FIG. 5A is a schematic cross-sectional view of an illustrative stent delivery assembly 500. The stent delivery assembly 500 can include an elongate member 510. The elongate member 510 can be, for example, a catheter. The elongate member 510 has a proximal region 512 and a distal region 514. At least a portion of proximal region 512 can remain outside of a patient's vasculature. At least a portion of the distal region 514 can remain inside the patient's vasculature. The elongate member 510 is any usable length such as, for example, 10 to 500 cm, 50 to 300 cm, or 75 to 200 cm. The elongate member 510 can be formed of any material suitable for delivering a stent through tortuous vessel passages such as, for example, a polymer, a metal, or a combination thereof. Exemplary materials include polyethylene, reinforced polyethylene, nylon, reinforced nylon, polyurethanes, reinforced polyurethanes, polyamides, or reinforced polyamides.

In an illustrative embodiment, a guidewire can be optionally employed to guide the elongate member 510 distal region 514 to a target site within a patient's vasculature. The guidewire can be within a portion of the elongate member 510. The guidewire can be any operable diameter such as, for example, 0.01 to 0.04 inch or 0.014 to 0.035 inch.

In the illustrative embodiment, the elongate member 510 can have an outer tubular member 515 located at the distal region 514. A self-expanding stent 520 can be disposed within at least a portion of the outer tubular member 515. The outer tubular member 515 has an inner diameter sufficient in size to receive a compressed stent 520. The outer tubular member 515 can be formed of materials similar those described above for forming the elongate member 510. In addition, an optional inner layer 550 of lubricious material can be disposed between the stent 520 and outer tubular member 515. The inner layer 550 can be formed of polytetrafluoroethylene, for example.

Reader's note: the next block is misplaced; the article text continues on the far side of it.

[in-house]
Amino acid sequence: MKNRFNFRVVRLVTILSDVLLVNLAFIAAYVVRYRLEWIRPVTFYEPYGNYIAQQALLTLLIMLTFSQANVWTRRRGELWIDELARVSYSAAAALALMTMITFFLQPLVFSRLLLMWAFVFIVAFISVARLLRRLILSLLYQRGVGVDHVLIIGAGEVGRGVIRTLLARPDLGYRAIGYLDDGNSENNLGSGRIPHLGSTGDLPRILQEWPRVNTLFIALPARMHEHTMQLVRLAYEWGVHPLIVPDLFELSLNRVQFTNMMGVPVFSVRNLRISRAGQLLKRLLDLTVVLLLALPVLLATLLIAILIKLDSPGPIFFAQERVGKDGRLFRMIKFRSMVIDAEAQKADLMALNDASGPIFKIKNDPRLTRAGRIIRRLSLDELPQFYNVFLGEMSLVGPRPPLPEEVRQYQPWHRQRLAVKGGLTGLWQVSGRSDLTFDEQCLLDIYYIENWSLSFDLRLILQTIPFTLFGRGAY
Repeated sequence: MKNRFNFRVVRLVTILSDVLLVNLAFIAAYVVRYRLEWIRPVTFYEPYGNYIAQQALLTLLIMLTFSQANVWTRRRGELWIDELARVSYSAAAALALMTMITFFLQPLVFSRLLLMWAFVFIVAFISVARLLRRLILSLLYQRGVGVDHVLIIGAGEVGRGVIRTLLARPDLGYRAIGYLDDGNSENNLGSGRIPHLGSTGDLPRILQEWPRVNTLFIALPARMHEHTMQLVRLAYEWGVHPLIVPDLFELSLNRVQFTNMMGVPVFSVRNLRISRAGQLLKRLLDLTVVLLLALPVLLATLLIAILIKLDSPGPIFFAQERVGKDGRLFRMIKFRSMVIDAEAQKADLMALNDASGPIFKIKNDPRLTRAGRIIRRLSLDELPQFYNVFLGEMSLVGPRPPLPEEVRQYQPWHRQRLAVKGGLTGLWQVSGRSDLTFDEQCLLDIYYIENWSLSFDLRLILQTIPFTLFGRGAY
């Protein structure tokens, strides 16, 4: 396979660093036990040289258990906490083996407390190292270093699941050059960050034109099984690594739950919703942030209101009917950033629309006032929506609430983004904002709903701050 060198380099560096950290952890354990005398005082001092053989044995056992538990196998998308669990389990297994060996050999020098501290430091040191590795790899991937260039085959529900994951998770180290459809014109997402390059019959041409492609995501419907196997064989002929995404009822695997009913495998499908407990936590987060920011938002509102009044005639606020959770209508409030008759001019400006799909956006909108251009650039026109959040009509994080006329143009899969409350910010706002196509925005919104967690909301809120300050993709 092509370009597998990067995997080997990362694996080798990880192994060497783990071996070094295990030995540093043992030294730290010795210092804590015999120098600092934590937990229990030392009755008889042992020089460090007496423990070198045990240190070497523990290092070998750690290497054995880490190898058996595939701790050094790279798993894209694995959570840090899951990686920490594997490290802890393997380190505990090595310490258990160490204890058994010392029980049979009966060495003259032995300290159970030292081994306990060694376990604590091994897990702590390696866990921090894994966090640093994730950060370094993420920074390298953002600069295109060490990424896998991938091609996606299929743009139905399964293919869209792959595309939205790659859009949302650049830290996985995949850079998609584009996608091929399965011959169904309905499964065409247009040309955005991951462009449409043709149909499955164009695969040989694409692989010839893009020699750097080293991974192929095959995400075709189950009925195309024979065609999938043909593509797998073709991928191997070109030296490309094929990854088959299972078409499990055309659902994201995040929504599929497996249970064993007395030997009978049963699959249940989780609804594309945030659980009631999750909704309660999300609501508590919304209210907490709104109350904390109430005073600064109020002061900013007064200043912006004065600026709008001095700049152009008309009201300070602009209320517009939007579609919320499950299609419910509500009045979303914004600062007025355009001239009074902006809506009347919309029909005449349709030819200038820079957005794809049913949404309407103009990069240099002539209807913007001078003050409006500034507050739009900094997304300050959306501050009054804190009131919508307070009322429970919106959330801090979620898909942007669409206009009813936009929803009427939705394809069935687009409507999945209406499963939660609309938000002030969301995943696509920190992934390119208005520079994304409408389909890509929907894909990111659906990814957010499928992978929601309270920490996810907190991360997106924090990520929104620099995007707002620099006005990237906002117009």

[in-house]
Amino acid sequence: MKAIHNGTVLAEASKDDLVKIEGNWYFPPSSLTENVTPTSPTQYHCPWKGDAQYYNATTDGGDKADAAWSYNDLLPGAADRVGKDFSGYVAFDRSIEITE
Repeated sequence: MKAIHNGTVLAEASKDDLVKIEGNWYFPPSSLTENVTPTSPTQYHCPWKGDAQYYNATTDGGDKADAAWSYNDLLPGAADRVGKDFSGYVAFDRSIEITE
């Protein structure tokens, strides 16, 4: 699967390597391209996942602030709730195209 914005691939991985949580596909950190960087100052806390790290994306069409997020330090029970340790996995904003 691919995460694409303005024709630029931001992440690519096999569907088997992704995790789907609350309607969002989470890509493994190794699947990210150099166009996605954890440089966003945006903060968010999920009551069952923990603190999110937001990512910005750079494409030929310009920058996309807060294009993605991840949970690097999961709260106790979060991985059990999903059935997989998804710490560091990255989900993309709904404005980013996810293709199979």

In an illustrative embodiment, the outer tubular member 515 can be any material as described above such as, for example, a clear medical grade PTFE (polytetrafluoroethylene) extrusion, which covers the distal 2-20 cm (depending on stent length) of the stent delivery device 500. However, the outer tubular member could be made of any suitable material as described above. A specific alternative embodiment could utilize a fluoropolymer material which is substantially transparent to visible light to enable an operator to directly view deployment in an endoscopic delivery procedure. Such materials are known in the art.

In an illustrative embodiment, self-expanding nitinol stents of from 1-15 mm or 6-14 mm in diameter and ranging from 1-100 mm or 5-50 mm in length can be accommodated. The self-expanding stent 520 can be formed from any material such as, for example, nitinol or stainless steel. The stent 520 can include one or more radiopaque markers for alignment into the target vessel. The stent 520 can be compressed at a low temperature for loading into delivery system 500 and held in its reduced delivery configuration by the outer tubular member 515. In the case of nitinol, upon deployment in vivo at body temperature, the original stent shape can be restored as the nitinol stent self-expands, exerting radial force on the constricted portion of the body lumen to re-establish patency.